Interview
with Congressman John Kasich of Ohio
Run The Country from the Bottom Up
John Kasich talked with DEMOCRACY IN ACTION in Cedar Rapids on June 12, 1998 in the Pioneer PAC hospitality suite after his speech at the Iowa GOP's "First in the Nation Gala."
Kasich | News
  • QUESTION What is your first political memory?

  •  
  • QUESTION Was there somebody who was particularly helpful or influential in getting you started in politics? 

  •  
  • QUESTION What do you remember about your first campaign for public office?  

  •  
  • QUESTION What has been your most satisfying accomplishment as an elected official? 

  •  
  • QUESTION What has been your greatest disappointment as an elected official? 

  •  
  • QUESTION Describe a defining moment in your life. 

  •  
  • QUESTION Do you have a framework, a formula, or a set of criteria for thinking about the proper role of the federal government?

  •  
  • QUESTION Are there any aspects of the process by which we elect our president that you think should be changed?

  •  
  • QUESTION Americans seem disengaged from national politics. Is this a problem in your view, and are there any steps we can take to get people more involved? 

  •  
  • QUESTION What is the greatest challenge facing the country today?

  •  
  • QUESTION A lot of people are thinking about running for the White House. What do you offer that sets you apart? 

  •  
  • QUESTION What do you do for fun? 

What is your first political memory? 

KASICH: My first political memory was when Michael Amos Manno (sp?), a conservative Democratic judge…a supreme court judge in Pennsylvania, went up to eat dinner at my best buddy's house because it was his uncle. And that's the first time I knew that's what politics was, really… It was probably when I was about 12 years old. 
 

 


Was there somebody who was particularly helpful or influential in getting you started in politics?

KASICH: Well my mother had a lot of opinions on things and she was kind of politically active and just aware and that probably got me more interested in it than anything else. And, some of my teachers in school. 

My first involvement in politics in a formal basis was when I visited the president of the United States in the White House when I was 18. [Kasich, then a freshman at OSU, wrote a favorable letter to President Nixon. Nixon invited him to visit, and Kasich met the president in the Oval Office in December 1970]. 
 

 


What do you remember about your first campaign for public office?

KASICH: All the people. The people provided the energy.
 
 

 


What has been your most satisfying accomplishment as an elected official?

KASICH: I've had so many, I can't say that one ranks…getting the budget passed, getting the budget agreement through, being elected to Congress the first time in 1982, being elected to the state senate the first time, being with Ronald Reagan in 1976 in the Alameda Hotel right after he lost the primary. There've been so many where I've been able to just be amazed.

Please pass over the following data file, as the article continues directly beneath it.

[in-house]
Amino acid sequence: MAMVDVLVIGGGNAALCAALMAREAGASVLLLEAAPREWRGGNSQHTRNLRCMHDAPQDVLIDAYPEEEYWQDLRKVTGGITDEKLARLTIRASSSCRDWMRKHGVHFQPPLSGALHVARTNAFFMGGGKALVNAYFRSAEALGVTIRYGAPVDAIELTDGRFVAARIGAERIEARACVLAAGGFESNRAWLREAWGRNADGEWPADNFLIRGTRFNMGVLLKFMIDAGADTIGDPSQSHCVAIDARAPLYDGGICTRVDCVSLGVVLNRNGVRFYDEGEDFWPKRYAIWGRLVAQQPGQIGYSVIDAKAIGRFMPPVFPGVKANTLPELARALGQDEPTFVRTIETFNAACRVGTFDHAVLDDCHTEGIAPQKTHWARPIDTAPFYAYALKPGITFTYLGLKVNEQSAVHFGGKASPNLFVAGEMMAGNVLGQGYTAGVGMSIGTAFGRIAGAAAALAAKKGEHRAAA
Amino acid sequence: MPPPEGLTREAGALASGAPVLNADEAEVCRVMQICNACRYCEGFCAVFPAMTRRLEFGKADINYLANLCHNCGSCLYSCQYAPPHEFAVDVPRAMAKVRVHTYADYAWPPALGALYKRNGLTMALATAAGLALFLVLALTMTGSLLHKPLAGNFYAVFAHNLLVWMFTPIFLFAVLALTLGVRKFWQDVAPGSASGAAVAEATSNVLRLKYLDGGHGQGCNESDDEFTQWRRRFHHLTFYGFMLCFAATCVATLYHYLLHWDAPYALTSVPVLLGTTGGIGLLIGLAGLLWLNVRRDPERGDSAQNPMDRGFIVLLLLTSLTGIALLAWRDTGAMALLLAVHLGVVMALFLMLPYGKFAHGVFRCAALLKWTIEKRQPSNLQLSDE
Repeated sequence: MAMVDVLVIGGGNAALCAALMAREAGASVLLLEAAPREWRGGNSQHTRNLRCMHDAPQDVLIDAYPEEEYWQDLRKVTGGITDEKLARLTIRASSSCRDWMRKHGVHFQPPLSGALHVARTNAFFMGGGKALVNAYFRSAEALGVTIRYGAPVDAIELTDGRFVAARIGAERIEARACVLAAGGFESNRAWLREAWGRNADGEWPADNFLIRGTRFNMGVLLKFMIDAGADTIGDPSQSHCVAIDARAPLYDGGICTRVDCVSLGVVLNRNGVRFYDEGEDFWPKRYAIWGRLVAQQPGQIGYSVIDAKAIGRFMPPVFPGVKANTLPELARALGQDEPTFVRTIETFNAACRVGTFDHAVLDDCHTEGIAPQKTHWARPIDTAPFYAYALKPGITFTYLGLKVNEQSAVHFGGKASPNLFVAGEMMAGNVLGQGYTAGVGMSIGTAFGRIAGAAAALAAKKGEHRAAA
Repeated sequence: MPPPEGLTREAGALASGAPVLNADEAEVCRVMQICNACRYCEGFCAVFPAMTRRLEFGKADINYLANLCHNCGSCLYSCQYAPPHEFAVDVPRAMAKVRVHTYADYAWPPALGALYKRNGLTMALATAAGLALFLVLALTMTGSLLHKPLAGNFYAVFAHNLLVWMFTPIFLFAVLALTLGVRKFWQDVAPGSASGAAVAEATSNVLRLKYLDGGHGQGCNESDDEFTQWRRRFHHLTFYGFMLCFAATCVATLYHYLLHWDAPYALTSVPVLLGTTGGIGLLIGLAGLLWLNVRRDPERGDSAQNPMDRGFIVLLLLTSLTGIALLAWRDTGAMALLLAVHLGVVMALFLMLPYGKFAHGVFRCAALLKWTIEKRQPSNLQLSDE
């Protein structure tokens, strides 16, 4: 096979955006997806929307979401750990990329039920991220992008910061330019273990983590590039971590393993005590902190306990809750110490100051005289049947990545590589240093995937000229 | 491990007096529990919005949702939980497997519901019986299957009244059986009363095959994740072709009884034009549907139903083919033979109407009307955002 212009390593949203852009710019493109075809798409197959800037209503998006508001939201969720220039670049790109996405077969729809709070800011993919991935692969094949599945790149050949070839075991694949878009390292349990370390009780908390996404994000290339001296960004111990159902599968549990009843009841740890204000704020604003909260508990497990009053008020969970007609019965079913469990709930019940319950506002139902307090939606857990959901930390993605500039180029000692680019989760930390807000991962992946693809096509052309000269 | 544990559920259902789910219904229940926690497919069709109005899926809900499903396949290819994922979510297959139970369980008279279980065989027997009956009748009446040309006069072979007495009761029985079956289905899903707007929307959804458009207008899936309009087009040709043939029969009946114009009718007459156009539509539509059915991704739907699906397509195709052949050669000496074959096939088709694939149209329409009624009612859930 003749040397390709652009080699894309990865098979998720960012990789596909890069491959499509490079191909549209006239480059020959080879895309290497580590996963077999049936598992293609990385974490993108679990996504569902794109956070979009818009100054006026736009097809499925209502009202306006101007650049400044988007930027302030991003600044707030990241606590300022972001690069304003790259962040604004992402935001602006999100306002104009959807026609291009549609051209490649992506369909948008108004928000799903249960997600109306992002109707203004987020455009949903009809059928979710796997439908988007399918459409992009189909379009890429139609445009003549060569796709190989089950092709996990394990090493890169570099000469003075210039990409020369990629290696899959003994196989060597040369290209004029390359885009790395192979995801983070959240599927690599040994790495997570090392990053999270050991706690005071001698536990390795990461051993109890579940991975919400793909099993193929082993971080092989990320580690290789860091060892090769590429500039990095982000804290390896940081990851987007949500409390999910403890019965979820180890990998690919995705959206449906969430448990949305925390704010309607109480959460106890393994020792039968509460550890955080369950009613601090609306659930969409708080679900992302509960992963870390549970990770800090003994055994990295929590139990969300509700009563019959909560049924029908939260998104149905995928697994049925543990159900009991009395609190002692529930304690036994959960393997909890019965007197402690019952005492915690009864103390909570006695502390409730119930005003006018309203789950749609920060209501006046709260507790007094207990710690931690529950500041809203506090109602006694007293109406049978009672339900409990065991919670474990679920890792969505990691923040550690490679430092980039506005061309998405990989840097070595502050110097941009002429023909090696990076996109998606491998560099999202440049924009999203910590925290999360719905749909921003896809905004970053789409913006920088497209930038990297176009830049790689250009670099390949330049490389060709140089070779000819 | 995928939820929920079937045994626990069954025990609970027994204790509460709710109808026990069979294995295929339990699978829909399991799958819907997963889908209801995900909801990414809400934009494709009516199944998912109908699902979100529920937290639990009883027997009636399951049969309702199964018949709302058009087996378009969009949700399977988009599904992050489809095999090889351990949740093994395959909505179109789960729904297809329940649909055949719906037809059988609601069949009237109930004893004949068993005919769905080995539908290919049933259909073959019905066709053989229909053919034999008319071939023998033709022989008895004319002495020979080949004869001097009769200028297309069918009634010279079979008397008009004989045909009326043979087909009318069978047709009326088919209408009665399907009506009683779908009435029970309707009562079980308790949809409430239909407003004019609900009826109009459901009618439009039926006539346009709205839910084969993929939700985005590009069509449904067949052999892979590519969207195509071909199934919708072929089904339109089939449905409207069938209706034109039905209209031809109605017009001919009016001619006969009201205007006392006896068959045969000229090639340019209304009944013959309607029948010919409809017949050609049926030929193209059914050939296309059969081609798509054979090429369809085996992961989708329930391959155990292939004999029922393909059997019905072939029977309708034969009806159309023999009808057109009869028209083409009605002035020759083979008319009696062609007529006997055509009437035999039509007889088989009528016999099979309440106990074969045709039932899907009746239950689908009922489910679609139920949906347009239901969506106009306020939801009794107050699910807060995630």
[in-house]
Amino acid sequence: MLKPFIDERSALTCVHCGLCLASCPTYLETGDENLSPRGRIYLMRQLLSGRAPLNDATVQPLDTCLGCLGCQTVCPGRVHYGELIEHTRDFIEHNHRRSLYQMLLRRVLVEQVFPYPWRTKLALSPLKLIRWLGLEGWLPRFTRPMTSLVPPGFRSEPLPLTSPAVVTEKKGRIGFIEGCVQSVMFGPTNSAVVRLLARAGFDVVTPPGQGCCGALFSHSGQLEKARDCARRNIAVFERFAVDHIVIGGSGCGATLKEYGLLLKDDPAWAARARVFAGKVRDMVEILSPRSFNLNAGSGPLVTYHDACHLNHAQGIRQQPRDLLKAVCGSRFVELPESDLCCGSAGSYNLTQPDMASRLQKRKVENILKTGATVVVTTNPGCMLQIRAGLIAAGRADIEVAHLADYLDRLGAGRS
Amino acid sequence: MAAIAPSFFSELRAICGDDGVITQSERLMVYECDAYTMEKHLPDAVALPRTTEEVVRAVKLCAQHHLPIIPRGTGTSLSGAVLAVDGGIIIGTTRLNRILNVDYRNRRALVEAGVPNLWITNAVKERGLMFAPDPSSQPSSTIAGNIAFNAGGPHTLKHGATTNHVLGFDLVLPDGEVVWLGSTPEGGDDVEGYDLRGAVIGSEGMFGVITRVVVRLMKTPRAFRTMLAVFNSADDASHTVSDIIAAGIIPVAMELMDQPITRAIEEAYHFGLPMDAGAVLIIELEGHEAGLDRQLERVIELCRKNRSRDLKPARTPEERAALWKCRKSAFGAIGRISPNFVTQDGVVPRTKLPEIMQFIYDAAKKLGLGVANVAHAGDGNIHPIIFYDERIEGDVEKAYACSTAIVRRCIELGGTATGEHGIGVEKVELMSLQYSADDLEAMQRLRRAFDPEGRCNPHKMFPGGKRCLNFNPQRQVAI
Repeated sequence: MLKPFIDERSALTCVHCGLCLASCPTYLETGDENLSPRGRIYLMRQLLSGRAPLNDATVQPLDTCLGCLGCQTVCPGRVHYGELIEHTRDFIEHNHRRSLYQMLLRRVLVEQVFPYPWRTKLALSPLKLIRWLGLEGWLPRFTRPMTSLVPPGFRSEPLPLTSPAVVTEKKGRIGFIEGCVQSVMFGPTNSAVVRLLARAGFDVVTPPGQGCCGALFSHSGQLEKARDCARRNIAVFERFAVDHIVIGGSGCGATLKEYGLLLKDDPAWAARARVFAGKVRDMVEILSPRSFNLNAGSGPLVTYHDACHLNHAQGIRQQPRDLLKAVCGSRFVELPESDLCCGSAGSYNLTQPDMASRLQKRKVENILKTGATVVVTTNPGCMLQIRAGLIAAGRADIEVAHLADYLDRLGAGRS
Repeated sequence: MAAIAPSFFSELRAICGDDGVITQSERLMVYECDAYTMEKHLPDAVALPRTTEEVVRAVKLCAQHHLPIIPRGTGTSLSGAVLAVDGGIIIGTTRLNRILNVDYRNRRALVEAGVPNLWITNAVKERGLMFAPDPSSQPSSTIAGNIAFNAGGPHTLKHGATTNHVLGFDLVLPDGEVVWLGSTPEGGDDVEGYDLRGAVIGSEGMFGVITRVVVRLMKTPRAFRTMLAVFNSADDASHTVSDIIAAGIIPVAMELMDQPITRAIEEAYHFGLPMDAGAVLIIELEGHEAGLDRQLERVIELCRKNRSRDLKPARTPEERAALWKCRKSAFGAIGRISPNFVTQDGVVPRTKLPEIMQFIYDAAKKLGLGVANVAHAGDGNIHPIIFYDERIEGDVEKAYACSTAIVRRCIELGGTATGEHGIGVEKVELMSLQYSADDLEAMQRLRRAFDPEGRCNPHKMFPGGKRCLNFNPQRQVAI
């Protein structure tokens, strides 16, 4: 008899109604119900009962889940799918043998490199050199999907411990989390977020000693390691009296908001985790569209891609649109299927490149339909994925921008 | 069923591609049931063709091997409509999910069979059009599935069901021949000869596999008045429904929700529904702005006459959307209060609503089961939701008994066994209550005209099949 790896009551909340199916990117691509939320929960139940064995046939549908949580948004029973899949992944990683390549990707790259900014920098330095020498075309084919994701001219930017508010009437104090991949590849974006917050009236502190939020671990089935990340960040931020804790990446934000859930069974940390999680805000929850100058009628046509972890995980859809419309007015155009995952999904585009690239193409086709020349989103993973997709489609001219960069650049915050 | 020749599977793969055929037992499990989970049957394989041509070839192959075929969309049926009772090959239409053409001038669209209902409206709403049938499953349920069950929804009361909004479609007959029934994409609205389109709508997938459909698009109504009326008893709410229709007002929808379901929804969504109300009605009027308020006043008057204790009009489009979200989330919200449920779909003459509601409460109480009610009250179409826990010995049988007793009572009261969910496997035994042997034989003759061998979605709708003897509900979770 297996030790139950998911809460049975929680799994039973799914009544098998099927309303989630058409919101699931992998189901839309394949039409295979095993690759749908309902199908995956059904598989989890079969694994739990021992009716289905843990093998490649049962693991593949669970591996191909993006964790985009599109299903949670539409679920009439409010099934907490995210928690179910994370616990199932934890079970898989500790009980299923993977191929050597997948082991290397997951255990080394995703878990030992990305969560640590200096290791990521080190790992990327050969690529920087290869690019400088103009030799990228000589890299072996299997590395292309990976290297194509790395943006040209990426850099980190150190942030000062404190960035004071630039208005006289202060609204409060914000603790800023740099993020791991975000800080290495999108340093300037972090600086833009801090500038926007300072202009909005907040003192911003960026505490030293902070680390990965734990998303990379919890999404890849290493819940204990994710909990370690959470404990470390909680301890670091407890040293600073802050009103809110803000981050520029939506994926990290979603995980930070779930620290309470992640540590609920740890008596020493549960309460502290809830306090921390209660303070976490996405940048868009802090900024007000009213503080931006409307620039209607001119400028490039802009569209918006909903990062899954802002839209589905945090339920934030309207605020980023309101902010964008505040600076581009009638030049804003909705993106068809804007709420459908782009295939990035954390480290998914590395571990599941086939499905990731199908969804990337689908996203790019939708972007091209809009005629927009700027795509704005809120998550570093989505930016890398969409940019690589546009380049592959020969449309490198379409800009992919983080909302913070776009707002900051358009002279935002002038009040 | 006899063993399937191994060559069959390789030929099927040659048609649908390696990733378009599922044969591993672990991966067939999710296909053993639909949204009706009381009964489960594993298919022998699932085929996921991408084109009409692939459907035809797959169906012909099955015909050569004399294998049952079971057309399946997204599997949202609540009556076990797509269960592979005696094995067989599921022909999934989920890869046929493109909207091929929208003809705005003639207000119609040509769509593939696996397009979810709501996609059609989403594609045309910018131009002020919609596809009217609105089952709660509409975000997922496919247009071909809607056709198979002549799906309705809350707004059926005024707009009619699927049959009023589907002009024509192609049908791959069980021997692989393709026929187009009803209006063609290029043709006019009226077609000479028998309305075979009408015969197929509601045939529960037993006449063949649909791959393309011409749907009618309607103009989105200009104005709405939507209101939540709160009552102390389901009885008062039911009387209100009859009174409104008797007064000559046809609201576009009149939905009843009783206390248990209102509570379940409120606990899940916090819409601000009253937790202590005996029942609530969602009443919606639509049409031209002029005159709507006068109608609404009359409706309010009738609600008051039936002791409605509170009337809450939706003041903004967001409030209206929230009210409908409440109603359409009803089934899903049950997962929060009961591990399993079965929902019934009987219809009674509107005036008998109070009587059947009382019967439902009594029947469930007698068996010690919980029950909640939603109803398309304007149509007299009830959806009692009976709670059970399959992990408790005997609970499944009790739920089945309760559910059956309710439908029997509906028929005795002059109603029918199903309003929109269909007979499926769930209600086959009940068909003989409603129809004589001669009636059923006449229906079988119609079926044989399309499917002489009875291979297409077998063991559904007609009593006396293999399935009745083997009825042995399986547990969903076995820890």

What has been your greatest disappointment as an elected official?

KASICH: I'm not anybody that really kind of remembers the disappointments. I don't have anything I regret in my career.
 

 


Describe a defining moment in your life.

KASICH: The defining moments in my life really happened right after my parents were killed by a drunk driver. It forced me to search…to figure out what I was all about, what is really important in life…
 

 


Do you have a framework, a formula, or a set of criteria for thinking about the proper role of the federal government?

KASICH: Yeah, a lot of it though is common sense. I'm just basically a believer that people are very capable and very smart and they ought to have a chance to get the job done.  
 

 


Are there any aspects of the process by which we elect our president that you think should be changed?

KASICH: I like the way it works right now with Iowa and New Hampshire being first and second because they're states where I can come in here and be able to get to meet people and be successful. As opposed to a state where you've got to spend millions of do llars for people to get to know you. So I think the system works fine, and I'll let you know when it's over.  
 

 


Americans seem disengaged from national politics. Is this a problem in your view, and are there any steps we can take to get people more involved?

KASICH: That's because their lives are pretty good. They're disengaged from politics because they don't really see a reason to be involved and the minute they do they'll be engaged. They get involved when they think its important for them to be involved. I don't think we have to worry about that. I mean I'd like to see more young people vote, but people have been talking about this for a hundred years. The system works. 
 

 


What is the greatest challenge facing the country today?

KASICH: Getting people to believe that they can make a huge difference in the way the country works and restoring a basic sense of virtues and values.
 

 


A lot of people are thinking about running for the White House. What do you offer that sets you apart?

KASICH: I offer a vision of what I think the government ought to look like. I think we ought to run the country from the bottom up rather than the top down. I would be one that would work aggressively to try to restore our sense of virtue, and finally I wo uld do everything I could to convince people that they can do anything they want to do it they set their minds to it.
 

 


What do you do for fun?

Rock and roll, lifting weights, playing golf and kissing my wife.

 

Copyright 1998  Eric M. Appleman/Democracy in Action

 
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